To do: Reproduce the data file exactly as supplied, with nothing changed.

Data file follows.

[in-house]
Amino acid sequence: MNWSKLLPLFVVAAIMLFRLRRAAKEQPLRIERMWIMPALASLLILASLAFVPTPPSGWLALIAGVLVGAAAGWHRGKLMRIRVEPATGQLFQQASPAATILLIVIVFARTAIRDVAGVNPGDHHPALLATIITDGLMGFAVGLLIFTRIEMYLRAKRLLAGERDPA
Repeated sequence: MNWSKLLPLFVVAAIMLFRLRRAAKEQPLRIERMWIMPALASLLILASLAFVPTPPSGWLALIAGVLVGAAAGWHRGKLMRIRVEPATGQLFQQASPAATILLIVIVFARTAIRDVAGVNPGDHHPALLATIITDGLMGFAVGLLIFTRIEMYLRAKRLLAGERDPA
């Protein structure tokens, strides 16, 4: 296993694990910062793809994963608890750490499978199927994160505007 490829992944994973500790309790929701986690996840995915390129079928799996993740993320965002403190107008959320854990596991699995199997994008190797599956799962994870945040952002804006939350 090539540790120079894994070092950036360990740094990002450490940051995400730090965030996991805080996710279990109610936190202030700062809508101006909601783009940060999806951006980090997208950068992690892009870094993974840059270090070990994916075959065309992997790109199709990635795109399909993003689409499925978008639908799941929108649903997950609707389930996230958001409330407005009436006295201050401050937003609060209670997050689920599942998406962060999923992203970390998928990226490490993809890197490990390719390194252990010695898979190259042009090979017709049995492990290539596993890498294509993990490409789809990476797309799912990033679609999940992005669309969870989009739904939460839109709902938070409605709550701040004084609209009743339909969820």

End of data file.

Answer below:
[in-house]
Amino acid sequence: MNWSKLLPLFVVAAIMLFRLRRAAKEQPLRIERMWIMPALASLLILASLAFVPTPPSGWLALIAGVLVGAAAGWHRGKLMRIRVEPATGQLFQQASPAATILLIVIVFARTAIRDVAGVNPGDHHPALLATIITDGLMGFAVGLLIFTRIEMYLRAKRLLAGERDPA
Repeated sequence: MNWSKLLPLFVVAAIMLFRLRRAAKEQPLRIERMWIMPALASLLILASLAFVPTPPSGWLALIAGVLVGAAAGWHRGKLMRIRVEPATGQLFQQASPAATILLIVIVFARTAIRDVAGVNPGDHHPALLATIITDGLMGFAVGLLIFTRIEMYLRAKRLLAGERDPA
């Protein structure tokens, strides 16, 4: 296993694990910062793809994963608890750490499978199927994160505007 490829992944994973500790309790929701986690996840995915390129079928799996993740993320965002403190107008959320854990596991699995199997994008190797599956799962994870945040952002804006939350 090539540790120079894994070092950036360990740094990002450490940051995400730090965030996991805080996710279990109610936190202030700062809508101006909601783009940060999806951006980090997208950068992690892009870094993974840059270090070990994916075959065309992997790109199709990635795109399909993003689409499925978008639908799941929108649903997950609707389930996230958001409330407005009436006295201050401050937003609060209670997050689920599942998406962060999923992203970390998928990226490490993809890197490990390719390194252990010695898979190259042009090979017709049995492990290539596993890498294509993990490409789809990476797309799912990033679609999940992005669309969870989009739904939460839109709902938070409605709550701040004084609209009743339909969820």